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The journalistic monitoring group Airwars says up to 100 civilians were reportedly killed by U.S.-led coalition airstrikes in Iraq’s Anbar province Saturday. Residents say the airstrikes continued for four hours and hit an internet hall, multiple homes, a stadium and a cemetery, where a funeral of an ISIS fighter was being held.
Meanwhile, the Syrian Observatory for Human Rights says U.S. airstrikes killed at least 30 people, including more than a dozen children, in Syria’s eastern province of Deir ez-Zor Monday. This comes after U.S. airstrikes on May 11 reportedly killed at least a dozen civilians, including eight children, north of the Syrian city of Raqqa. Two days earlier, airstrikes on two villages around Raqqa reportedly killed 19 civilians, including at least five children.
In more news on Syria, the U.S. State Department says it believes the Syrian government has been burning the bodies of those killed at the Saydnaya prison outside Damascus in a crematorium. Amnesty International says the Syrian government has executed up to 13,000 people at the prison since 2011. Physicians for Human Rights said, “If shown to be true, the Syrian government’s use of a crematorium demonstrates the extent to which the Syrian government has become a machine that commits mass murder with impunity.”
In Yemen, the death toll from a cholera outbreak has risen to 187, as the U.S.-backed, Saudi-led bombing campaign has devastated the country’s health, water, sewage and sanitation systems. There are more than 11,000 reported cases of cholera in Yemen, and the International Committee for the Red Cross warns the disease is spreading like wildfire.
In Afghanistan, five children between the ages of six and 10 were killed on Sunday when a mortar round exploded as the children were playing cricket. The mortar round was likely fired amid fighting earlier in the day but did not explode until the children were playing. The United Nations says fighting in Afghanistan has killed 283 children so far this year.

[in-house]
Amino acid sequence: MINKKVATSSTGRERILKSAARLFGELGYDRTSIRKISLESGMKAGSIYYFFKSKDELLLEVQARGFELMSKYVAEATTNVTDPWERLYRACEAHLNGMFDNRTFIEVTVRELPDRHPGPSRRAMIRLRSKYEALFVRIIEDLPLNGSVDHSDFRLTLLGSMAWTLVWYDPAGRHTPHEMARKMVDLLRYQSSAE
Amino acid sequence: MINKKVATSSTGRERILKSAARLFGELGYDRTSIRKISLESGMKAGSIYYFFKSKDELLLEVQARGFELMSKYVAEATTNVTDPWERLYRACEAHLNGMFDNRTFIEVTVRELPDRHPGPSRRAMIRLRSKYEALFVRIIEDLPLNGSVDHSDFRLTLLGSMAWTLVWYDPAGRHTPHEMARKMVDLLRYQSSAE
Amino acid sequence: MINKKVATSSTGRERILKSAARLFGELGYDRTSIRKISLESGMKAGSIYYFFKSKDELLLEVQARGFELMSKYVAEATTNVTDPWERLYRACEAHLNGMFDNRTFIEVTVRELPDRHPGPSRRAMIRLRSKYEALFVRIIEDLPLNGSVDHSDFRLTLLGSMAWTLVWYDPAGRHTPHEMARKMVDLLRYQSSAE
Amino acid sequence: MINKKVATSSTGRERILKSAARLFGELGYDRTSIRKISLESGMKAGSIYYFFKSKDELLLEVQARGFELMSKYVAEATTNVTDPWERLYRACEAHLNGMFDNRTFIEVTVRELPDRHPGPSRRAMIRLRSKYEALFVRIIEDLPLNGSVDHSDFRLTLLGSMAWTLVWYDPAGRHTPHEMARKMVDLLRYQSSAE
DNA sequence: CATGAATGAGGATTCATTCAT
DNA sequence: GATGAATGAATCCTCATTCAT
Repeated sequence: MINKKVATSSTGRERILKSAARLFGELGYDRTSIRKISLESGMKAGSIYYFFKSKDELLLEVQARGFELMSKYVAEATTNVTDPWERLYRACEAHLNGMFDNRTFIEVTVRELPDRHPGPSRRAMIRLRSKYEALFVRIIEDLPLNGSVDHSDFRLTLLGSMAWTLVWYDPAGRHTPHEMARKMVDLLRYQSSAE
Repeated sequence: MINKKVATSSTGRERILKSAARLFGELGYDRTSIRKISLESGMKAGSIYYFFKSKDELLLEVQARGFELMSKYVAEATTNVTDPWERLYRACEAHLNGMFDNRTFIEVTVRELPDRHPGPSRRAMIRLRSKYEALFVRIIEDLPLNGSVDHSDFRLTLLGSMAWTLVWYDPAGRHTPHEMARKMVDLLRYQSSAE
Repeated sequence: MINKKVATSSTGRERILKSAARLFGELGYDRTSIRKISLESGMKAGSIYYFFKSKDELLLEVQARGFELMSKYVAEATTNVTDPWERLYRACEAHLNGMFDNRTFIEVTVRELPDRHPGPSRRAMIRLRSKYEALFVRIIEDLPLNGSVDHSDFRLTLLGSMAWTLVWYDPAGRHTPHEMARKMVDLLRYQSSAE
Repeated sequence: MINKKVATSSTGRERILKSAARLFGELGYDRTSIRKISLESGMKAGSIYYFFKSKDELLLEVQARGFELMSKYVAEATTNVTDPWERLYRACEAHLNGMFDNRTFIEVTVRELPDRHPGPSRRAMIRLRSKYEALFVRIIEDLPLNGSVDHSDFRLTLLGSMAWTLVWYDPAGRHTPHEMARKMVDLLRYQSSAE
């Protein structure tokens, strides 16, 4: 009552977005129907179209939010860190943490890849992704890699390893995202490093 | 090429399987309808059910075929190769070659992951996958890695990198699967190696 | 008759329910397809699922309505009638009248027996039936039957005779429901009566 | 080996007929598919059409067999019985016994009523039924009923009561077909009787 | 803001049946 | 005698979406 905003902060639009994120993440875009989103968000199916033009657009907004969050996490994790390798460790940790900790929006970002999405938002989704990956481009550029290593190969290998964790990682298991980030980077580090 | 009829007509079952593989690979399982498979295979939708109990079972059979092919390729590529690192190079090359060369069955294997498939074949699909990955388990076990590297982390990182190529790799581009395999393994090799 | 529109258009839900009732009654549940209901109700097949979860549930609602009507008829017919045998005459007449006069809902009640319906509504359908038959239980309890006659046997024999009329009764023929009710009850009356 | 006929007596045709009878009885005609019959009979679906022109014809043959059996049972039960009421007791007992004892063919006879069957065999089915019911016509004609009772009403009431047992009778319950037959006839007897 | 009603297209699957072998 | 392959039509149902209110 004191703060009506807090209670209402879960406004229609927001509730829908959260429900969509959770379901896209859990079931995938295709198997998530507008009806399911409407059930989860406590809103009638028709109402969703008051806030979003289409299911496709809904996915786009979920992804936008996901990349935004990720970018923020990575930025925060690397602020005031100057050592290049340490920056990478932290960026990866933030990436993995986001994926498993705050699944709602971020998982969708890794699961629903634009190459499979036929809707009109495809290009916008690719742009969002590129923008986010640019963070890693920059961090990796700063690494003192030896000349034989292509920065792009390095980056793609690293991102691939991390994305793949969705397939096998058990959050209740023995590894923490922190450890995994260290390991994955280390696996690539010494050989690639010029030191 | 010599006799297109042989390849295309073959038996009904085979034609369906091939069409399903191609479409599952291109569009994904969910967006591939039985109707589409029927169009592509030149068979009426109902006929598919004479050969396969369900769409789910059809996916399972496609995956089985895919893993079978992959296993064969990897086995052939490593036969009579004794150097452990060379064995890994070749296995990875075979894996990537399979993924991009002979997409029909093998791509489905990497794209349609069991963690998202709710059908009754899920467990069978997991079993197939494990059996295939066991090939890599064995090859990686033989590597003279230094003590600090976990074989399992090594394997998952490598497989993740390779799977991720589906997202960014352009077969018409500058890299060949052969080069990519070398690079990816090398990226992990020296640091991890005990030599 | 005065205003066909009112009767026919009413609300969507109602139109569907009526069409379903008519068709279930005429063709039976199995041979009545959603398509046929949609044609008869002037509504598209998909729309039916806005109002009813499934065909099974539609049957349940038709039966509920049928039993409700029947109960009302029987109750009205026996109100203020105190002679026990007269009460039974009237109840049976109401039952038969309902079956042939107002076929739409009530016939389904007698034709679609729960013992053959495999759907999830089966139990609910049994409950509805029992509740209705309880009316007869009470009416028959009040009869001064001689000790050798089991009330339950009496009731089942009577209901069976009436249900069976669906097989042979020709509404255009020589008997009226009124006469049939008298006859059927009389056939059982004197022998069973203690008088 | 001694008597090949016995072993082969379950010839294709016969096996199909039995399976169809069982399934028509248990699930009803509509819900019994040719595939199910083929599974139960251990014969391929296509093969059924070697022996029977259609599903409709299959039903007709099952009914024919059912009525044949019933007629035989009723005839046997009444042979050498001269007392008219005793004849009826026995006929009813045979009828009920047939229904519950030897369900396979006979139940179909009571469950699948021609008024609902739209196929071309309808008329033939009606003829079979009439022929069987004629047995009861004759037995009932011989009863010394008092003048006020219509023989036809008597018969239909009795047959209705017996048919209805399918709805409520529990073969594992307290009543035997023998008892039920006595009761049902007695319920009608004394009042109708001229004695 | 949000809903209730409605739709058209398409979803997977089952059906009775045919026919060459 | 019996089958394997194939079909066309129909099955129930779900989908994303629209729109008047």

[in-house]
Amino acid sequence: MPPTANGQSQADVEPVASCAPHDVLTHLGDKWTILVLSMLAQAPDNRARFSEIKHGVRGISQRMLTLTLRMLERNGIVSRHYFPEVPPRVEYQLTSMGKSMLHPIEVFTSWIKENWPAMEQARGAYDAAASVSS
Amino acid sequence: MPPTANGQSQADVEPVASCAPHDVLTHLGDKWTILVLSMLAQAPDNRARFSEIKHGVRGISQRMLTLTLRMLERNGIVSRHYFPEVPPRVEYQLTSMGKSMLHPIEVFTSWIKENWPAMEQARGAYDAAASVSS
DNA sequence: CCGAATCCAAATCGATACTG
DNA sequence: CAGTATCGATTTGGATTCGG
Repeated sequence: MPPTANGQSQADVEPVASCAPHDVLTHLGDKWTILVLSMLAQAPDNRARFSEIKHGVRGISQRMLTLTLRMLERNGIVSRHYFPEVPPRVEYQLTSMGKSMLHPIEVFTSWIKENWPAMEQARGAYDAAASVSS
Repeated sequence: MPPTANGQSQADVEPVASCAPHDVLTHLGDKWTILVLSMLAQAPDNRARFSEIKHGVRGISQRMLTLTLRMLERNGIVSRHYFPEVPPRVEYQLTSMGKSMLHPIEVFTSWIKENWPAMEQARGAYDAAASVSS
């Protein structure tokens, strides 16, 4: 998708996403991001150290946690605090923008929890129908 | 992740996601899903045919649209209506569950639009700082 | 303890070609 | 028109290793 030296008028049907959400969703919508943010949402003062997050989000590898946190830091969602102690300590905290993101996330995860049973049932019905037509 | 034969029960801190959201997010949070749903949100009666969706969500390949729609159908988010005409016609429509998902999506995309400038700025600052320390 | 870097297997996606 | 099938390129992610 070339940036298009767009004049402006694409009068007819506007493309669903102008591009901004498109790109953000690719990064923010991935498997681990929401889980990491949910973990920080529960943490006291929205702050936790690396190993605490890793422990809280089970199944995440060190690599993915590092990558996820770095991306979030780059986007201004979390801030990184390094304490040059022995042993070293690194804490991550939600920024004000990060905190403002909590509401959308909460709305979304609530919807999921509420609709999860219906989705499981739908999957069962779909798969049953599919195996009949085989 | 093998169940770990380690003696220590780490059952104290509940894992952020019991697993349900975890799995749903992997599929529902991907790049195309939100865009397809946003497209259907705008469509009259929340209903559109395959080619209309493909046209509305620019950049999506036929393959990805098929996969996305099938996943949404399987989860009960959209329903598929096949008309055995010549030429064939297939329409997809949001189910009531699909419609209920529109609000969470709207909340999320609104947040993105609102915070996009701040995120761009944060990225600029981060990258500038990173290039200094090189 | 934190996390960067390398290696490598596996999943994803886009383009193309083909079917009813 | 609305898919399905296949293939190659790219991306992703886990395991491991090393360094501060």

In Mexico, award-winning journalist Javier Valdez has been assassinated in the northwestern state of Sinaloa. Valdez was a longtime reporter on drug trafficking and organized crime. He wrote for the prominent newspaper La Jornada. He was killed Monday after gunmen opened fire on his car in the city of Culiacán. This is Valdez, speaking in 2011 when he won the Committee to Protect Journalists’ International Press Freedom Award.
Javier Valdez: “I have been a journalist for 21 years, and never before have I suffered and enjoyed it this intensely, nor with so many dangers. In Culiacán in the state of Sinaloa, in Mexico, it’s a danger to be alive. And to be a journalist is to tread an invisible line determined by the bad guys, who are in drug trafficking and the government, in a field strewn with explosives. This is what most of the country is living through. One must protect oneself from everything and everyone. And there does not seem to be options or salvation, and often there is no one to turn to.”
His death marks the fifth reported killing of a journalist in Mexico this year. Only hours after his assassination, gunmen opened fire on another journalist, Sonia Córdova, and her son Jonathan Rodríguez Córdova, in the state of Jalisco. Córdova is the deputy director of the weekly magazine El Costeño. She survived the attack and is in critical condition. Her son, who also wrote for the magazine, was killed. Mexico is one of the world’s most dangerous places to be a journalist. Since 2000, more than 100 journalists have been murdered in Mexico.
President Trump is meeting with Turkish President Recep Tayyip Erdogan today at the White House. Today’s meeting comes amid tension between U.S. and Turkey over the Pentagon’s arming of the Syrian Kurdish militia. During today’s meeting, Trump and Erdogan are not expected to discuss the deteriorating human rights situation inside Turkey, where nearly 50,000 people have been arrested, 150,000 public and private workers have been fired, and more than 150 journalists have been imprisoned, since last summer’s failed military coup.